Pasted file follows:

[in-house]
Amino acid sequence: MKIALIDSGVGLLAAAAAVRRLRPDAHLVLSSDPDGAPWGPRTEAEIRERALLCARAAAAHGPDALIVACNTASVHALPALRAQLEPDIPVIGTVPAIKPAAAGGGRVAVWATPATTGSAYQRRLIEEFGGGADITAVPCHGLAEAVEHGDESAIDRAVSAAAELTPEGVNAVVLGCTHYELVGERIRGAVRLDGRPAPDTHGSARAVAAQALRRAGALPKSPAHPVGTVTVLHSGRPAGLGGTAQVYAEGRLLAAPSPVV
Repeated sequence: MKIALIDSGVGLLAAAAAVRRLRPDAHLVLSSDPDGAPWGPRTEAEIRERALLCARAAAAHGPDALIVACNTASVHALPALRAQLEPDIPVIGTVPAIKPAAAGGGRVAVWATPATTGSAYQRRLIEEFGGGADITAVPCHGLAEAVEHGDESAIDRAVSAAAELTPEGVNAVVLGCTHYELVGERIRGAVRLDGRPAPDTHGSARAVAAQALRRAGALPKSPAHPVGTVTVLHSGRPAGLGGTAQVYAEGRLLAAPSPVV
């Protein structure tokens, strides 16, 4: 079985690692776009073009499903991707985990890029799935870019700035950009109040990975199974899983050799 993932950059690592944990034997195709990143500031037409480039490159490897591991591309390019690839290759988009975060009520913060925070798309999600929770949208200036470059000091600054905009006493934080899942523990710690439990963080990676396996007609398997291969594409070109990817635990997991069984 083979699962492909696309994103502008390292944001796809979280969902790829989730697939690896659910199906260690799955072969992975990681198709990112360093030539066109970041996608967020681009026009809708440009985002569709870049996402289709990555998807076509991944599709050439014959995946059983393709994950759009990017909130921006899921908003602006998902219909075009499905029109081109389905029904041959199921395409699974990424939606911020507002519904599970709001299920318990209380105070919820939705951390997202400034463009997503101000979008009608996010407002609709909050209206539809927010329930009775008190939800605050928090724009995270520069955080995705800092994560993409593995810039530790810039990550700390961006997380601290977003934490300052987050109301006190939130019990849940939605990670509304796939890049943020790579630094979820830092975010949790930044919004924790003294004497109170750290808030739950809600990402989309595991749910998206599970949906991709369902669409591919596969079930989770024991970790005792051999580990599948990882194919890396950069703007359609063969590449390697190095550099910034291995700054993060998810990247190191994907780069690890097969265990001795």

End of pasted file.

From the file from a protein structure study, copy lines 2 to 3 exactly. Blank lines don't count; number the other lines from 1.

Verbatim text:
Amino acid sequence: MKIALIDSGVGLLAAAAAVRRLRPDAHLVLSSDPDGAPWGPRTEAEIRERALLCARAAAAHGPDALIVACNTASVHALPALRAQLEPDIPVIGTVPAIKPAAAGGGRVAVWATPATTGSAYQRRLIEEFGGGADITAVPCHGLAEAVEHGDESAIDRAVSAAAELTPEGVNAVVLGCTHYELVGERIRGAVRLDGRPAPDTHGSARAVAAQALRRAGALPKSPAHPVGTVTVLHSGRPAGLGGTAQVYAEGRLLAAPSPVV
Repeated sequence: MKIALIDSGVGLLAAAAAVRRLRPDAHLVLSSDPDGAPWGPRTEAEIRERALLCARAAAAHGPDALIVACNTASVHALPALRAQLEPDIPVIGTVPAIKPAAAGGGRVAVWATPATTGSAYQRRLIEEFGGGADITAVPCHGLAEAVEHGDESAIDRAVSAAAELTPEGVNAVVLGCTHYELVGERIRGAVRLDGRPAPDTHGSARAVAAQALRRAGALPKSPAHPVGTVTVLHSGRPAGLGGTAQVYAEGRLLAAPSPVV